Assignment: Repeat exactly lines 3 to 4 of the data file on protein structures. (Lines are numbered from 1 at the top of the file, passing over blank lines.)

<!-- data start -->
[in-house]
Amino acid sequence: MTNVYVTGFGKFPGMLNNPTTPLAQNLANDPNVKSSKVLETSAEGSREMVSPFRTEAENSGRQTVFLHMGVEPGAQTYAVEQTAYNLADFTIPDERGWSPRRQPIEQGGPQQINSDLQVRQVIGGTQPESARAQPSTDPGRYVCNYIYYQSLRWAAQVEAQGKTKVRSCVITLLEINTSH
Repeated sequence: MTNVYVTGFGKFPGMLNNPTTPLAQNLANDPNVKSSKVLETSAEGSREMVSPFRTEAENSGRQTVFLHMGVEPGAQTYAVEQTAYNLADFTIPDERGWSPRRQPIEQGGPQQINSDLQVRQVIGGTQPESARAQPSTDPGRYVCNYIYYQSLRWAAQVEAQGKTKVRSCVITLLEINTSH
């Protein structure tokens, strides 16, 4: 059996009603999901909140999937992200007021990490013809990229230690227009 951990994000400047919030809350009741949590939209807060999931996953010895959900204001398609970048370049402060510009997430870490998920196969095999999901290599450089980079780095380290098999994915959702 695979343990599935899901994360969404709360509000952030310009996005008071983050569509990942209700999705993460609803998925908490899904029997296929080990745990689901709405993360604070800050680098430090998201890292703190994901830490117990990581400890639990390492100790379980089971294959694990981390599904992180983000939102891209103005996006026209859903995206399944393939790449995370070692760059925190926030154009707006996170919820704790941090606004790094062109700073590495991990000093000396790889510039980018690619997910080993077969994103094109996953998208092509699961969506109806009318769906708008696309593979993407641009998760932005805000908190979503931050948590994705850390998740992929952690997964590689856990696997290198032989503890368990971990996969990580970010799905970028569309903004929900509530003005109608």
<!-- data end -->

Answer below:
Repeated sequence: MTNVYVTGFGKFPGMLNNPTTPLAQNLANDPNVKSSKVLETSAEGSREMVSPFRTEAENSGRQTVFLHMGVEPGAQTYAVEQTAYNLADFTIPDERGWSPRRQPIEQGGPQQINSDLQVRQVIGGTQPESARAQPSTDPGRYVCNYIYYQSLRWAAQVEAQGKTKVRSCVITLLEINTSH
């Protein structure tokens, strides 16, 4: 059996009603999901909140999937992200007021990490013809990229230690227009 951990994000400047919030809350009741949590939209807060999931996953010895959900204001398609970048370049402060510009997430870490998920196969095999999901290599450089980079780095380290098999994915959702 695979343990599935899901994360969404709360509000952030310009996005008071983050569509990942209700999705993460609803998925908490899904029997296929080990745990689901709405993360604070800050680098430090998201890292703190994901830490117990990581400890639990390492100790379980089971294959694990981390599904992180983000939102891209103005996006026209859903995206399944393939790449995370070692760059925190926030154009707006996170919820704790941090606004790094062109700073590495991990000093000396790889510039980018690619997910080993077969994103094109996953998208092509699961969506109806009318769906708008696309593979993407641009998760932005805000908190979503931050948590994705850390998740992929952690997964590689856990696997290198032989503890368990971990996969990580970010799905970028569309903004929900509530003005109608």